She said Afghan marriage certificates were not readily available in English and the Taliban had “pretty much stopped” issuing children’s passports, leaving eligible Arap applicants stuck in Afghanistan because they don’t have documentation for their children. Others are also struggling to get passports, with fakes reportedly being sold on the black market for $3,000 (£2,460).

In one case the Sulha Alliance recently supported, an applicant was asked to provide an adoption certificate – something not available in Afghan society.

Sarah Fenby, from Global Witness, said: “The fact that Afghan interpreters, who risked their lives for the UK’s mission in Afghanistan, are still left behind, despite gaining eligibility under Arap is shameful. They are hiding, afraid and unable to work to feed their children.

“The fact that they are then being asked, by Arap, to take their documents to Taliban-controlled ministries to have them validated is completely unacceptable”.

Dan Jarvis, a Labour MP and former soldier who served in Afghanistan, said: “Asking our Afghan allies to have their papers approved by the Taliban Ministry of Foreign Affairs is like asking them to sign their own death warrant.

“These requests by the UK government show a complete disregard to the grave realities eligible Afghans face, pushing desperate men into perilous situations.”

Labour’s shadow defence secretary John Healey MP said ministers “should never have allowed the application process to potentially threaten their safety”, adding: “Britain has a moral duty to assist and protect them. Ministers urgently need to fix the Arap scheme – and speed up applications and relocations.”

Chair of the defence select committee, Tory MP Tobias Ellwood, warned extra vigilance was needed from the UK government to ensure those who worked for it or were promoted by it were not put in harm’s way, adding: “We need to ensure our offers of protection are not compromised. We must do the right thing.”

The UK faced accusations its response to the situation in Afghanistan was inadequate within days of the crisis emerging in the summer of 2021.

A damning report released earlier this year found the government had acted neither “swiftly nor with clarity of purpose” in response to the unfolding humanitarian disaster.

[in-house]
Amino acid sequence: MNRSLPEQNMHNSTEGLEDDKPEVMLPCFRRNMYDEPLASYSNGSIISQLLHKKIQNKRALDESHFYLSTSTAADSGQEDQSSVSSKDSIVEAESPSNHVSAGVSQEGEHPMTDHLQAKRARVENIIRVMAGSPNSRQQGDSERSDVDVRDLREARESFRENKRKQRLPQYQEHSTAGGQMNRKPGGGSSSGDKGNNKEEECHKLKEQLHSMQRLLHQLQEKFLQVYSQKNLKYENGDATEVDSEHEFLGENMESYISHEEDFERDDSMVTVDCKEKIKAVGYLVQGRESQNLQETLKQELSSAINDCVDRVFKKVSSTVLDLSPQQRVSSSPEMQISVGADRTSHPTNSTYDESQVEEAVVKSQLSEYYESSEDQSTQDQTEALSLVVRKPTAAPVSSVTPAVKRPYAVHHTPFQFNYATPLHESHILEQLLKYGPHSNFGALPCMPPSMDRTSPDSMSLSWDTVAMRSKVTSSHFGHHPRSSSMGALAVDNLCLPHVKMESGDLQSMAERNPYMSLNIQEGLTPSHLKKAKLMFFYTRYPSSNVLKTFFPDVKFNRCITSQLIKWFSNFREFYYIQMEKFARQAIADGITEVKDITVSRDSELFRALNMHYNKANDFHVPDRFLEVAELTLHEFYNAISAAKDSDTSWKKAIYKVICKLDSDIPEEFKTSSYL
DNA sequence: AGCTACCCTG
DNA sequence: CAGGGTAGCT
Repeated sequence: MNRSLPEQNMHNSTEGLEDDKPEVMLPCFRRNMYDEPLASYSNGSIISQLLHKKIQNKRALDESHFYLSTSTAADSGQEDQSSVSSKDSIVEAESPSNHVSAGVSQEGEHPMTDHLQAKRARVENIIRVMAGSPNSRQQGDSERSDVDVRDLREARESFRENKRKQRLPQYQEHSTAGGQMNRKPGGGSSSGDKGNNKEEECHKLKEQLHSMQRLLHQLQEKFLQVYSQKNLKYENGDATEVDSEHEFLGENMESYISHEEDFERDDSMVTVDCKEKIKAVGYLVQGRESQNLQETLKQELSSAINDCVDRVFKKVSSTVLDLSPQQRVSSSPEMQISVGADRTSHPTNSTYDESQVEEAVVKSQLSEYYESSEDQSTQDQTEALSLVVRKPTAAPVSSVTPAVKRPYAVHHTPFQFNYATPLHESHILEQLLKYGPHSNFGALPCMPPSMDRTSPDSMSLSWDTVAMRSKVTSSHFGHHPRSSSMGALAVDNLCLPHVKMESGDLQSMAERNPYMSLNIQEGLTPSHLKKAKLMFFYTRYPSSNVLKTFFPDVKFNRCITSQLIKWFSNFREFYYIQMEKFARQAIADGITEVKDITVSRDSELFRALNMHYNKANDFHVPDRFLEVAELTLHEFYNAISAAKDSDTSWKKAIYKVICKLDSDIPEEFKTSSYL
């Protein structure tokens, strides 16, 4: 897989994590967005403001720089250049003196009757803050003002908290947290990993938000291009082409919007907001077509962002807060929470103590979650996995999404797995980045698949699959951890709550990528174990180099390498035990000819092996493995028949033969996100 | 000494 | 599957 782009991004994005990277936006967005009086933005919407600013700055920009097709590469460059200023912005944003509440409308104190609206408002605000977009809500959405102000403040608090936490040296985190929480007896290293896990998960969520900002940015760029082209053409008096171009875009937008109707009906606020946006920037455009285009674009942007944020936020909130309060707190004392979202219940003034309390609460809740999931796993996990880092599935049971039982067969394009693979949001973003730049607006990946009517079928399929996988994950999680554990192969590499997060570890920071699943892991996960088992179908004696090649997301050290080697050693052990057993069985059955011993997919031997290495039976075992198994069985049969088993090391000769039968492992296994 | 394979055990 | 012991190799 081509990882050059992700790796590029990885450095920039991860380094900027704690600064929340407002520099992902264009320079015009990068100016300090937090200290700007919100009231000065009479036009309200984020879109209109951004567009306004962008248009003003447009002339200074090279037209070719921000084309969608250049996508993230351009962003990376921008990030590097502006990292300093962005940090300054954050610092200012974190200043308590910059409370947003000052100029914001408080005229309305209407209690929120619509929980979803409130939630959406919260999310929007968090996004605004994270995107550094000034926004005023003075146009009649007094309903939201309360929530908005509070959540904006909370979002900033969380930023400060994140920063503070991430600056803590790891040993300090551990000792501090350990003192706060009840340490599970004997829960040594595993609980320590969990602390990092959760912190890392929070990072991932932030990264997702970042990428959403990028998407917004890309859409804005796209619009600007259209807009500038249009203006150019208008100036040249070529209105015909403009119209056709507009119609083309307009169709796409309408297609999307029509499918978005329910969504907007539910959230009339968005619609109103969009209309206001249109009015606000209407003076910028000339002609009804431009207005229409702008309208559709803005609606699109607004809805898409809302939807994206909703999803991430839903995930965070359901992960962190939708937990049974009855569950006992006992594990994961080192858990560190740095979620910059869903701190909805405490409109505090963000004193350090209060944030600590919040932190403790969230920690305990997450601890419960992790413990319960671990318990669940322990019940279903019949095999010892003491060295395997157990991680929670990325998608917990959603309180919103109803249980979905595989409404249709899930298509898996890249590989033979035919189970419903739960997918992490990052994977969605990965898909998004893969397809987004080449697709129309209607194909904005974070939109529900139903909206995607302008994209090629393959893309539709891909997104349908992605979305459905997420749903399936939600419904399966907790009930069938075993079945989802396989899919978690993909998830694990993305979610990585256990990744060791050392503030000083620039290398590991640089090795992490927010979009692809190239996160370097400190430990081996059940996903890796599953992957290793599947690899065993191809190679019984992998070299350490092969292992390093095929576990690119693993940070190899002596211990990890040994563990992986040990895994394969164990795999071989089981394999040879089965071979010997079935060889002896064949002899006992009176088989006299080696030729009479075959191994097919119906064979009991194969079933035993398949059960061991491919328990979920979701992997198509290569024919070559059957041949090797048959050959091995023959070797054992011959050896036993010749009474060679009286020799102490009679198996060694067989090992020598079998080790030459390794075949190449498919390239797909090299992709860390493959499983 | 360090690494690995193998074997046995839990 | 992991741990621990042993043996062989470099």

Since the fall of Kabul, ministers have also been accused of failing Afghan refugees because of a series of problems with the Arap scheme, including delays.

Arap is for Afghan citizens who worked with the British government and armed forces who can apply for relocation with their families. The Ministry of Defence decides if people are eligible for the scheme, and the Home Office checks if they are “suitable for relocation”, a government website says.

It is separate from the Afghan Citizens Resettlement Scheme (ACRS), which claims to prioritise “members of Afghan civil society who supported the UK and international community effort in Afghanistan, and vulnerable people, including women, girls and members of minority groups at risk”.

Official statistics show that more than 11,200 people have travelled to Britain under Arap, but those numbers dropped sharply following the Taliban’s consolidation of government power and operations in autumn 2021.

More than 6,200 applications were granted between July and September 2021, compared to just 743 in the last quarter of 2022.

Only 22 Afghans have been settled from abroad under the ACRS scheme, which the government used for thousands of people who had already been evacuated to the UK.

An MoD spokesperson said it had “swiftly corrected” the error and it was “urgently reinforcing our internal guidance and processes to ensure this does not happen again”.

They added: “We apologise unreservedly and continue to work tirelessly to move eligible people to safety.”

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2023-03-18T18:17:41Z dg43tfdfdgfd